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Does gravity influence the visual line bisection task?


Drakul, A; Bockisch, C J; Tarnutzer, A A (2016). Does gravity influence the visual line bisection task? Journal of Neurophysiology:jn.00312.2016.

Abstract

The visual line bisection task (LBT) is sensitive to perceptual biases of visuospatial attention, showing slight leftward (for horizontal lines) and upward (for vertical lines) errors in healthy subjects. It may be solved in an egocentric or allocentric reference frame and there is no obvious need for graviceptive input. However, for other visual line adjustments, such as the subjective visual vertical, otolith input is integrated. We hypothesized that graviceptive input is incorporated when performing the LBT and predicted reduced accuracy and precision when roll-tilted. Twenty healthy right-handed subjects repetitively bisected earth-horizontal and body-horizontal lines in darkness. Recordings were obtained before, during and after roll-tilt (+/-45deg, +/-90deg) for 5min each. Additionally, bisections of earth-vertical and oblique lines were obtained in 17 subjects. When roll-tilted +/-90deg ear-down, bisections of earth-horizontal (i.e., body-vertical) lines were shifted towards the direction of the head (p<0.001). However, after correcting for vertical line-bisection errors when upright, shifts disappeared. Bisecting body-horizontal lines while roll-tilted did not cause any shifts. The precision of earth-horizontal line bisections decreased (p<=0.006) when roll-tilted, while no such changes were observed for body-horizontal lines. Regardless of the trial condition and paradigm, the scanning direction of the bisecting cursor (leftward vs. rightward) significantly (p<=0.021) affected line bisections. Our findings reject our hypothesis, and suggest that gravity does not modulate the LBT. Roll-tilt dependent shifts are rather explained by the headward bias when bisecting lines oriented along a body-vertical axis. Increased variability when roll-tilted likely reflects larger variability when bisecting body-vertical than body-horizontal lines.

Abstract

The visual line bisection task (LBT) is sensitive to perceptual biases of visuospatial attention, showing slight leftward (for horizontal lines) and upward (for vertical lines) errors in healthy subjects. It may be solved in an egocentric or allocentric reference frame and there is no obvious need for graviceptive input. However, for other visual line adjustments, such as the subjective visual vertical, otolith input is integrated. We hypothesized that graviceptive input is incorporated when performing the LBT and predicted reduced accuracy and precision when roll-tilted. Twenty healthy right-handed subjects repetitively bisected earth-horizontal and body-horizontal lines in darkness. Recordings were obtained before, during and after roll-tilt (+/-45deg, +/-90deg) for 5min each. Additionally, bisections of earth-vertical and oblique lines were obtained in 17 subjects. When roll-tilted +/-90deg ear-down, bisections of earth-horizontal (i.e., body-vertical) lines were shifted towards the direction of the head (p<0.001). However, after correcting for vertical line-bisection errors when upright, shifts disappeared. Bisecting body-horizontal lines while roll-tilted did not cause any shifts. The precision of earth-horizontal line bisections decreased (p<=0.006) when roll-tilted, while no such changes were observed for body-horizontal lines. Regardless of the trial condition and paradigm, the scanning direction of the bisecting cursor (leftward vs. rightward) significantly (p<=0.021) affected line bisections. Our findings reject our hypothesis, and suggest that gravity does not modulate the LBT. Roll-tilt dependent shifts are rather explained by the headward bias when bisecting lines oriented along a body-vertical axis. Increased variability when roll-tilted likely reflects larger variability when bisecting body-vertical than body-horizontal lines.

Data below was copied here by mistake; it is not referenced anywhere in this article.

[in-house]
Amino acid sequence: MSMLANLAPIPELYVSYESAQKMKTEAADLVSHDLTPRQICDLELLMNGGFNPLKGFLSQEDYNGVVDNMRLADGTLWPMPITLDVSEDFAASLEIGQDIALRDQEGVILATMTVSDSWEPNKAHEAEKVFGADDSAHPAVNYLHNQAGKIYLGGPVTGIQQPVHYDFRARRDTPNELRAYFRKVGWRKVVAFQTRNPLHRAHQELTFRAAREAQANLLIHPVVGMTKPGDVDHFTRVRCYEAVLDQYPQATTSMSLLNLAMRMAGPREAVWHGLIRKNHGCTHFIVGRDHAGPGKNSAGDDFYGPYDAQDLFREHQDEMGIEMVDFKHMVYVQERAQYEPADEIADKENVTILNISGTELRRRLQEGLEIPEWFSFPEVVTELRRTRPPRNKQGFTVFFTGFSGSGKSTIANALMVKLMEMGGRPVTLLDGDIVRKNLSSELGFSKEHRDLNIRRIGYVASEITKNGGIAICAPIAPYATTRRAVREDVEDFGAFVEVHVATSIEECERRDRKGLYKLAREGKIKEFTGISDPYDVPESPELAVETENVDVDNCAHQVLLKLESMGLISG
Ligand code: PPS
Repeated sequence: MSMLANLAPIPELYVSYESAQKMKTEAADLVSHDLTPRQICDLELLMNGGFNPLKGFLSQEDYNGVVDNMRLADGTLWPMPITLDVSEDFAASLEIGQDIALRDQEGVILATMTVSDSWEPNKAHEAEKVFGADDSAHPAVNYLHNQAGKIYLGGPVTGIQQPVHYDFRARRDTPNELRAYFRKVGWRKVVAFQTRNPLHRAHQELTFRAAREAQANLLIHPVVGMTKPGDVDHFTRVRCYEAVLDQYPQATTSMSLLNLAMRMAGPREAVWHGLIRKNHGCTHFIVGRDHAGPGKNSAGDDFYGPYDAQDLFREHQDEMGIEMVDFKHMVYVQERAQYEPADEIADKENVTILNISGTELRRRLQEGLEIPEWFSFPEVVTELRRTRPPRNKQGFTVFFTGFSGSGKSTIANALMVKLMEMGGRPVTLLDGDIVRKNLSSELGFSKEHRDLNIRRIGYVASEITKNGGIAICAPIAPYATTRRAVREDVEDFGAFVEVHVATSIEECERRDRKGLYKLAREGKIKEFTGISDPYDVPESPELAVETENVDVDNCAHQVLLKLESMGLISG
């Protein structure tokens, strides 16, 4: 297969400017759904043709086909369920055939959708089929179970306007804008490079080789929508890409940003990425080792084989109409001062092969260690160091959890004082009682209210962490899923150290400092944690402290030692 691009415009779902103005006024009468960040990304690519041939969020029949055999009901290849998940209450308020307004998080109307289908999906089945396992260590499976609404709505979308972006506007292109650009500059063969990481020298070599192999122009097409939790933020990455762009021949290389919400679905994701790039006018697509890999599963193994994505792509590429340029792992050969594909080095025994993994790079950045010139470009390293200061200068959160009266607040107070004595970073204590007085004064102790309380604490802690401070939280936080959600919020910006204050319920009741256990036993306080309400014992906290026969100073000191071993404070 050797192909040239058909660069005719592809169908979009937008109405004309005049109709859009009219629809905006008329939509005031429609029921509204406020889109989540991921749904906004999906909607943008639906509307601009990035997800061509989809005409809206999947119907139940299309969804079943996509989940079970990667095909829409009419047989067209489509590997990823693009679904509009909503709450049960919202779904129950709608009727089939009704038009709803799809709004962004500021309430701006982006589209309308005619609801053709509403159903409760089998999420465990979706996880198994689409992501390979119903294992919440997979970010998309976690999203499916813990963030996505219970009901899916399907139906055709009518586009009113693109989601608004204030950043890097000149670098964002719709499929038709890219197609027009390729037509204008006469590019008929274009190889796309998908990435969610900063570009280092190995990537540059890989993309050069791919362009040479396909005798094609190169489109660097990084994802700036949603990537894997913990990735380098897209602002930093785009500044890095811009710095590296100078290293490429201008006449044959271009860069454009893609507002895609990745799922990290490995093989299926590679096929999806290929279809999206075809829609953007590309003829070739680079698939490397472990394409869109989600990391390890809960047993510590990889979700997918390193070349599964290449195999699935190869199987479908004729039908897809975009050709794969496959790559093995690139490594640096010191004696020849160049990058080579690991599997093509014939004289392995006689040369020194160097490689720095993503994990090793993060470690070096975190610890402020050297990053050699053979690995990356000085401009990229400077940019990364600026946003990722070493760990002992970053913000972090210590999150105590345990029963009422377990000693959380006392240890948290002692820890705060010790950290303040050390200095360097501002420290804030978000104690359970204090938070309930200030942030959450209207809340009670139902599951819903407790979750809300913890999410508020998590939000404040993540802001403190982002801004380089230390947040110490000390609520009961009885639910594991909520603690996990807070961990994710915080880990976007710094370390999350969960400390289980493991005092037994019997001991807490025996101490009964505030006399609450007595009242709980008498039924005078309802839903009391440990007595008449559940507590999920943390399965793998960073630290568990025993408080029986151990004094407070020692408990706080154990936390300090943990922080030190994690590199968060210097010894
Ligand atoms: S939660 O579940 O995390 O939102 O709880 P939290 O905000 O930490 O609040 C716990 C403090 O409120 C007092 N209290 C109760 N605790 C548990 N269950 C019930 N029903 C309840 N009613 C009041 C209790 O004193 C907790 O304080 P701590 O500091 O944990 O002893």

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Additional indexing

Item Type:Journal Article, refereed, original work
Communities & Collections:04 Faculty of Medicine > University Hospital Zurich > Ophthalmology Clinic
04 Faculty of Medicine > University Hospital Zurich > Clinic for Neurology
04 Faculty of Medicine > University Hospital Zurich > Clinic for Otorhinolaryngology
Dewey Decimal Classification:610 Medicine & health
Language:English
Date:25 May 2016
Deposited On:03 Jun 2016 09:44
Last Modified:21 Nov 2017 18:30
Publisher:American Physiological Society
ISSN:0022-3077
Free access at:PubMed ID. An embargo period may apply.
Publisher DOI:https://doi.org/10.1152/jn.00312.2016
PubMed ID:27226452

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